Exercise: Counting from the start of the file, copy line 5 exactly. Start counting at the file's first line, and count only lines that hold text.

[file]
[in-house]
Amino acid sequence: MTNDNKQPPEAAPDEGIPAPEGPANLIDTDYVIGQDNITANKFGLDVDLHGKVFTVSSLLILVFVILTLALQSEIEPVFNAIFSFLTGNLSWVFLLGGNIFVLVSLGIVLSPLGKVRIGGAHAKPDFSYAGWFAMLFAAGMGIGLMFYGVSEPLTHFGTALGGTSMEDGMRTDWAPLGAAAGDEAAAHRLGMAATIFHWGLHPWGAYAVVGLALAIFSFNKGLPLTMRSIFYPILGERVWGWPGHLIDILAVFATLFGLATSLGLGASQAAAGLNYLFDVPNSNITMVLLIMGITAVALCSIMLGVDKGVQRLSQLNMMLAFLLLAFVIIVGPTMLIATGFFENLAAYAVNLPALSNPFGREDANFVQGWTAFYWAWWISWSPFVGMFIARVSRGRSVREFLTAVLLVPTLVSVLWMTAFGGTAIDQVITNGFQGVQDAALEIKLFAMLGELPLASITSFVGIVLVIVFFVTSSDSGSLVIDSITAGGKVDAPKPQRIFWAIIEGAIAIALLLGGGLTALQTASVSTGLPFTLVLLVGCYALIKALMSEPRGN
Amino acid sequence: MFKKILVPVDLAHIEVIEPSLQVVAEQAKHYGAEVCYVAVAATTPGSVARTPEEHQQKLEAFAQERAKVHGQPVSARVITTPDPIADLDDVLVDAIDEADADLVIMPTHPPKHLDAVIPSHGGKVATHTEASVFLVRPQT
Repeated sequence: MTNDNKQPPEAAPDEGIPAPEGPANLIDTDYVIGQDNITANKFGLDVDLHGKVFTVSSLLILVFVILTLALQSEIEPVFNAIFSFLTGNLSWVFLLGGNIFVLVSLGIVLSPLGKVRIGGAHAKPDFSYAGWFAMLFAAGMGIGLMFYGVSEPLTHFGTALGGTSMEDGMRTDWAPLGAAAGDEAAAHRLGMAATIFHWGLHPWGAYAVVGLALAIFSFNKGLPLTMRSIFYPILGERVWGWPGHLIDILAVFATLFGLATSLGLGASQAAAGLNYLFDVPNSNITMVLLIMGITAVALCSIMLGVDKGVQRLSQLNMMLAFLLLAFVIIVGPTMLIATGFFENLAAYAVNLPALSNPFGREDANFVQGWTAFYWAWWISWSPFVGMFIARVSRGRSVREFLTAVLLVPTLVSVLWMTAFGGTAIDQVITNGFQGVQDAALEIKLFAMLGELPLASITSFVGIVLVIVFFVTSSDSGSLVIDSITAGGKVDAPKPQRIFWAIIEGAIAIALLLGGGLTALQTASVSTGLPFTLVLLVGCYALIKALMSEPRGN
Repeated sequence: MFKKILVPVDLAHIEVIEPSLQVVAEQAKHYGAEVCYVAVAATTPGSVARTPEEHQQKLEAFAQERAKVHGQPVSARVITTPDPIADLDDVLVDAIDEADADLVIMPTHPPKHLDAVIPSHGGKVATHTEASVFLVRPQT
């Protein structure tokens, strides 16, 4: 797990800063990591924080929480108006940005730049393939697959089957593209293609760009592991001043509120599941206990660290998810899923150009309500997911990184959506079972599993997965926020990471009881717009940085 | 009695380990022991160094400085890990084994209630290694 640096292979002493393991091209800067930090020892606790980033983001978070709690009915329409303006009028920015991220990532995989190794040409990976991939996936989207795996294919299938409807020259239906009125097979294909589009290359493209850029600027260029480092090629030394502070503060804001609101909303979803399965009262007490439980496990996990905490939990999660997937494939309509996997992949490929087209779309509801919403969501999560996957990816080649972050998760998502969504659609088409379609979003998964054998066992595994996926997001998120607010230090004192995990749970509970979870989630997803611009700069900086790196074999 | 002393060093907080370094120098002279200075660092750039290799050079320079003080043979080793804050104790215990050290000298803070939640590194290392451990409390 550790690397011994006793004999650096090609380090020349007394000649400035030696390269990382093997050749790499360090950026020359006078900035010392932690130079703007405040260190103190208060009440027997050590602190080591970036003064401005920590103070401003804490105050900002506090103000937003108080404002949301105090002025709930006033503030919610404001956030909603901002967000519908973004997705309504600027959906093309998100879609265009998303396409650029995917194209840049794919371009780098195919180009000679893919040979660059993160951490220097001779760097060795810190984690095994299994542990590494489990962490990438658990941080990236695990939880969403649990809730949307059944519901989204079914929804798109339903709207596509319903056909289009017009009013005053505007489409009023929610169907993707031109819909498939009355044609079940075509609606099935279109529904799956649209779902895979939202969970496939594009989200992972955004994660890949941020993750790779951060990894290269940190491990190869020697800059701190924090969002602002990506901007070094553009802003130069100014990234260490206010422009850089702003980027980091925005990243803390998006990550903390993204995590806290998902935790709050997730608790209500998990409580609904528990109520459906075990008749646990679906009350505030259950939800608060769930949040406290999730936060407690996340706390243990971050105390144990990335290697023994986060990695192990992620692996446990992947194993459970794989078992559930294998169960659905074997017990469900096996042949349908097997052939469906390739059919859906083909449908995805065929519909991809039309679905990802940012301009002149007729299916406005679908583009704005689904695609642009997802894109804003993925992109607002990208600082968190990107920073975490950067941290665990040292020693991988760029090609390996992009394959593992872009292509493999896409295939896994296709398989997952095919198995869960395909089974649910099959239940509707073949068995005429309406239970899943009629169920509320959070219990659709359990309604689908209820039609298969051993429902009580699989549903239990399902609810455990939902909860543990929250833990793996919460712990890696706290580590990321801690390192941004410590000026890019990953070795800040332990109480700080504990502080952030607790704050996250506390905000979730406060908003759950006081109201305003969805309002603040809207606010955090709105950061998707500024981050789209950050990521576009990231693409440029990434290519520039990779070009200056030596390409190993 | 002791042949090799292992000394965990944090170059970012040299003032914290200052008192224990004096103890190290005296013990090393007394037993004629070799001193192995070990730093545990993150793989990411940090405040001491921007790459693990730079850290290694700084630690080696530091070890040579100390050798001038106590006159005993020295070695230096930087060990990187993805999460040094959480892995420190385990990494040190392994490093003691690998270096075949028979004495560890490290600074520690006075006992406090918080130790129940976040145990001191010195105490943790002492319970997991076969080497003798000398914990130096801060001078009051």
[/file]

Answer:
Repeated sequence: MFKKILVPVDLAHIEVIEPSLQVVAEQAKHYGAEVCYVAVAATTPGSVARTPEEHQQKLEAFAQERAKVHGQPVSARVITTPDPIADLDDVLVDAIDEADADLVIMPTHPPKHLDAVIPSHGGKVATHTEASVFLVRPQT